Labour leader David Shearer wants a law change so governments have to throw out any foreign bid to buy New Zealand farms, unless the offer would result in more jobs and more exports than any New Zealand bid could.
The proposal, Mr Shearer's first significant policy move as leader, would result in most applications from foreigners to buy sensitive land in New Zealand being turned down.
The door would be open only to new technologies and new products.
"We don't want foreign corporates buying our land and seeing the value flow out of New Zealand," he said.
Mr Shearer's member's bill, released yesterday, would restrict the way ministers approve of Overseas Investment Office decisions.
It comes as the fate of the Crafar farms remains up in the air. The Government had approved a bid from China company Shanghai Pengxin, but this was overturned in the High Court, which found that potential benefits had to be measured against an alternative buyer.
At present two Government ministers have to approve any OIO decision. They consider several factors and can decide which factors are relevant and to what degree.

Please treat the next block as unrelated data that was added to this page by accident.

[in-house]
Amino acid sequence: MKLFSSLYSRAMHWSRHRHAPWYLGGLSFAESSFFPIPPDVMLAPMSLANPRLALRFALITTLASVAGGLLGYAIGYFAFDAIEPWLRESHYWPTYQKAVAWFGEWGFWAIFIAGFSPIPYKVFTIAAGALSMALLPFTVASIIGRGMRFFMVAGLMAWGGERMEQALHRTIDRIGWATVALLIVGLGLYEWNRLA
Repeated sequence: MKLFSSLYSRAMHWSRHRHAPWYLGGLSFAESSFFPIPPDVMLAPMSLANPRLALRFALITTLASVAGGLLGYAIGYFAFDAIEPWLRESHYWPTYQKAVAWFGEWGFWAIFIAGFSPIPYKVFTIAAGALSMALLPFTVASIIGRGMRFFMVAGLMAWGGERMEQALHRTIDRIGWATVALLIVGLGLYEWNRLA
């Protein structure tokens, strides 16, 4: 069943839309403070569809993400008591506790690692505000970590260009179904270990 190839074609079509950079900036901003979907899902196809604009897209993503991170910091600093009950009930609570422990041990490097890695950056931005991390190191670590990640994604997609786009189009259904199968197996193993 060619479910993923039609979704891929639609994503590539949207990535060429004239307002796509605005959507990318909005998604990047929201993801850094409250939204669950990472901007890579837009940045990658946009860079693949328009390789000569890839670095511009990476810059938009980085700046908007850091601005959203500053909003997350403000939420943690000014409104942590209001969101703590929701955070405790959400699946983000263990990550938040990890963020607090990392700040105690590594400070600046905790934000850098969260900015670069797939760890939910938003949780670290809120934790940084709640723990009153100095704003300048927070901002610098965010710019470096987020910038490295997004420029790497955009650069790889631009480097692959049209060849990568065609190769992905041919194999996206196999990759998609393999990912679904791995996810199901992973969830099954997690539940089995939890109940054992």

Mr Shearer's bill would replace this with a stricter test. If the applicant cannot demonstrate benefits through "the creation of a substantial number of additional jobs in New Zealand" or "a substantial increase in exports from new technology or new products", then ministers would have to turn it down.
To codify the High Court judgment, the bill also says any benefits would have to be additional to what would be likely with a Kiwi buyer.
This effectively means the Shanghai Pengxin bid would have failed, because of the comparable bid by a Sir Michael Fay-backed NZ consortium.
The bill has to be drawn in the members' bill ballot before it can be considered. But the Green, New Zealand First and Maori parties expressed support last night.
United Future's Peter Dunne said there was no point in commenting unless the bill was drawn in the ballot.
Labour's finance spokesman, David Parker, said most applications under Labour's bill would fail.
"They would need to bring some new process or product for us to be interested ...
"If someone turns up with some unique intellectual property that we can't otherwise access, then we'd be silly not to leave that door open."
A spokesman for Finance Minister Bill English said the proposal was confusing. "Labour wants ... to be able to turn down applications on pure political grounds."
* Government ministers must approve Overseas Investment Office approvals of foreign bids to buy sensitive land
* A bid has to show substantial and identifiable benefits. Ministers consider dozens of factors including job opportunities, an increase in exports and heritage protection and decide what is relevant and to what degree.
* Labour's bill would introduce a stricter test - the bid must substantially increase jobs or exports through new technology or new products, and these must be additional to what would happen if a New Zealander bought the land.